An Italian Snags the Flatiron

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Mario Tama / Getty

Cars drive by the legendary Flatiron Building in New York City

Spurred by the weak dollar and the strong euro, European travelers to the U.S. have been lapping up everything from Gap boxers to iPhones to luxury condos in Palm Beach, Fla. Now a top Italian real estate investor has nabbed one of the crowns of New York City property, a sale that echoes the Japanese purchase of Rockefeller Center in 1989. Valter Mainetti has confirmed to TIME that his company, the Sorgente Group, has acquired a majority share in Manhattan's historic Flatiron Building.

Among the first and at the time tallest of New York City's signature skyscrapers when it was completed in 1902, the 22-story Flatiron, at the intersection of Fifth Avenue, Broadway and 23rd Street, is instantly recognizable for its triangular shape. Though it was dwarfed 30 years later by the Empire State Building, 11 blocks up Fifth Avenue, the Flatiron is a favorite of architecture buffs and a lasting star in the skyline, featured in the opening credits of the Late Show with David Letterman and serving as the fictional headquarters for the Daily Bugle in the recent Spider-Man movies. It has been a National Historic Landmark since 1989. Though the purchase is not quite as much of a shock as the Mitsubishi Group buying Rockefeller Center, the Flatiron's falling into foreign hands nevertheless carries symbolic weight and shows international investors taking advantage of the upheaval in the real estate market and the weakness of the U.S. dollar. The euro closed Monday at $1.56.

As bad as the U.S. housing bust has been, the falloff in sales has been cushioned by foreign buyers in such places as New York City and Florida. Anne Marie Moriarty, a vice president of Corcoran realtors, says residential real estate sales to foreigners have doubled in the past 15 months. The uptick in foreign interest helps explain why New York City real estate prices are up 11% over last year in an otherwise tanking marketplace. "It's bucking the trend," says Moriarty of the Manhattan market. Foreigners "see it as a long-term investment. Part of it for them is owning a piece of New York."

Similar thinking is behind Mainetti's purchase. He has been building his Michelangelo Fund around investments in so-called trophy properties, which have historical or architectural value beyond the typical calculation of location and square footage. In 2005, he bought a 27% stake in the company that owns the Chrysler Building. A year later he acquired a minority share in the Flatiron, which today is valued at a total of $180 million. With the latest deal, he holds a 53% share of the famous building. "The Flatiron is expensive, but with the [cheap] dollar, it made sense to increase our share," says Mainetti. "The stability of the New York real estate market is unique. This current crisis will pass, and the dollar will re-establish itself. We are confident."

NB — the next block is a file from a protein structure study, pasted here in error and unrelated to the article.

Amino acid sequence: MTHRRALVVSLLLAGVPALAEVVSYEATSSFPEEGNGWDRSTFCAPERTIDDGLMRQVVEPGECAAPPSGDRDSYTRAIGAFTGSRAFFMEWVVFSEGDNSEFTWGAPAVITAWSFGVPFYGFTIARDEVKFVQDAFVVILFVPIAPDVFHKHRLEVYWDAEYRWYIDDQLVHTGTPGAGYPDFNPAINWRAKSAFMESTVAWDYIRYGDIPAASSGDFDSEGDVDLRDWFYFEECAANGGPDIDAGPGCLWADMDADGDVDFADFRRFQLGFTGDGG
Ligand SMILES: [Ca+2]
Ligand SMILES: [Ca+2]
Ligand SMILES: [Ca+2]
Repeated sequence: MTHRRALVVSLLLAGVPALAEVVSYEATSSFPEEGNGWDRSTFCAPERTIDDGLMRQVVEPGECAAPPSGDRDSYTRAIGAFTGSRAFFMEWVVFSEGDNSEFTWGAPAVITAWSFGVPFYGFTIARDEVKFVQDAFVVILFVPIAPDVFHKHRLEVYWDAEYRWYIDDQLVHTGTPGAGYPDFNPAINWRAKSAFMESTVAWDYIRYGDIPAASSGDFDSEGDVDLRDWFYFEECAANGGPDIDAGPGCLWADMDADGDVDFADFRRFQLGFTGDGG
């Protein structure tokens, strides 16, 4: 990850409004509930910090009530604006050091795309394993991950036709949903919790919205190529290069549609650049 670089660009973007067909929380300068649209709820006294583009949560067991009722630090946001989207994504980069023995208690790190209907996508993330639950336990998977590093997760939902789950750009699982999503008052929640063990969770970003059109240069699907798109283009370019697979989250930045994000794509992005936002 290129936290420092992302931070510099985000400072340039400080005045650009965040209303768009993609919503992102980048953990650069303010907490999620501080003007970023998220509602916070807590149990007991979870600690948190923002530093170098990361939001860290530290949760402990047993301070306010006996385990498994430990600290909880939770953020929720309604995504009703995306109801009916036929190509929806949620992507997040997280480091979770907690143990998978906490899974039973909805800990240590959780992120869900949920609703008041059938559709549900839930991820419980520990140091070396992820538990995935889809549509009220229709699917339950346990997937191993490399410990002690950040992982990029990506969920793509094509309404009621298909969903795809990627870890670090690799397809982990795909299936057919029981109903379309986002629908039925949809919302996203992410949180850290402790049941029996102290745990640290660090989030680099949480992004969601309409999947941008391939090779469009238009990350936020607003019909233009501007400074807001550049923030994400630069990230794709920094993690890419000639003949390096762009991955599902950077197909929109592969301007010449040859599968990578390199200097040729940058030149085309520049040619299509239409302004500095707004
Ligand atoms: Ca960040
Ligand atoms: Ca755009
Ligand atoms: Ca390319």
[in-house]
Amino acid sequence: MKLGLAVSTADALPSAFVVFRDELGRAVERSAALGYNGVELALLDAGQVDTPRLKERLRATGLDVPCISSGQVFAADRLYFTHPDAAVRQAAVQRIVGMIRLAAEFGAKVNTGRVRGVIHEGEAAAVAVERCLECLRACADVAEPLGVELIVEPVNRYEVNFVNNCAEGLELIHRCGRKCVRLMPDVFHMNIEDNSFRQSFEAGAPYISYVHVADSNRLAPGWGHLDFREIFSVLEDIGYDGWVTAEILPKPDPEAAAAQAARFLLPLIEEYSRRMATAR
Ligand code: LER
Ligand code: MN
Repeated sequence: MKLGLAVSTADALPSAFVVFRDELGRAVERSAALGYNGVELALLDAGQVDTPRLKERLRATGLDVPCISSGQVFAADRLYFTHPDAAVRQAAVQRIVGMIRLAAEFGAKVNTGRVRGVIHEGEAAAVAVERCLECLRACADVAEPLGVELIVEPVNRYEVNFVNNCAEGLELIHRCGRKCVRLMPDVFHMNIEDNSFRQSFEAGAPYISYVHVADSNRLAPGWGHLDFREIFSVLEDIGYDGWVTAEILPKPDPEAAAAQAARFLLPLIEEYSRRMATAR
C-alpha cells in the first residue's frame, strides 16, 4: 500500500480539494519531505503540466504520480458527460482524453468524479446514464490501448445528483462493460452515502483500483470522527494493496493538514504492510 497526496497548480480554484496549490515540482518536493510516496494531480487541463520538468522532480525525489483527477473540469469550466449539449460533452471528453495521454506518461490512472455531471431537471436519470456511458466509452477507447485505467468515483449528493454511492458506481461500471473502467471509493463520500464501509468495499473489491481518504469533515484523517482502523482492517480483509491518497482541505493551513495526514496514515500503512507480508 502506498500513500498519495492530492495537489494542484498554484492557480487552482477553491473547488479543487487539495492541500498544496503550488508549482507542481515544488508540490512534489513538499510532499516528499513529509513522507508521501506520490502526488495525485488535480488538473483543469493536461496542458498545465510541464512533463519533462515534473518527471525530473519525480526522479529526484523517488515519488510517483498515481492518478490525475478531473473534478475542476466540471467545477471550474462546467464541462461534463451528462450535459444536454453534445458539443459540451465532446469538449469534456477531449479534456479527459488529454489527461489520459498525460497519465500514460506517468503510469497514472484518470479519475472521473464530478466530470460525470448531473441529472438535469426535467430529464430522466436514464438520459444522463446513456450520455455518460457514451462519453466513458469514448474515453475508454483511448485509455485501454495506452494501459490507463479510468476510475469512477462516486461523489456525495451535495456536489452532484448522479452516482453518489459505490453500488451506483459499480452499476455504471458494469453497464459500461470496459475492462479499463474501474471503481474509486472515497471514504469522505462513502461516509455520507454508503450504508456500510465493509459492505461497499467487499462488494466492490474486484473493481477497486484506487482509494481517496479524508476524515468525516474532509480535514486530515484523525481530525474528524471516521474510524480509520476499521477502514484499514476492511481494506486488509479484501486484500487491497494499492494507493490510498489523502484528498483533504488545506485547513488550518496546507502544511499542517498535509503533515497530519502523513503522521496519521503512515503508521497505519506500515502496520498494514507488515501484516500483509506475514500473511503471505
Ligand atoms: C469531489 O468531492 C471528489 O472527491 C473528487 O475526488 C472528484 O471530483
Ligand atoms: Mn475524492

Foreign companies were the buyers in four of the top 13 U.S. commercial real estate deals in 2007, according to Real Estate Alert newsletter. Another foreign acquisition of notable Manhattan real estate was the Dubai-based Jumeirah group's 2006 purchase of the Essex House on Central Park South.

Michael Seton, a managing director in the New York office of German-based property lender Eurohypo AG, said foreigners view the U.S. market as a long-term investment. "They're less rattled by the subprime crisis and short-term gyrations in the market," Seton explains. "Their horizon is longer, which in the end is good for the real estate business. These are properties that are meant to be held onto." The new Italian owners of the Flatiron say they're in for the long haul and plan to seek city approval for a new project to illuminate the exterior by Vittorio Storaro, the Oscar-winning director of photography for Apocalypse Now and Little Buddha. Just a touch more glamour, perhaps, for the real-life publishing-company employees who occupy its offices — not to mention Peter Parker and his Daily Bugle colleagues.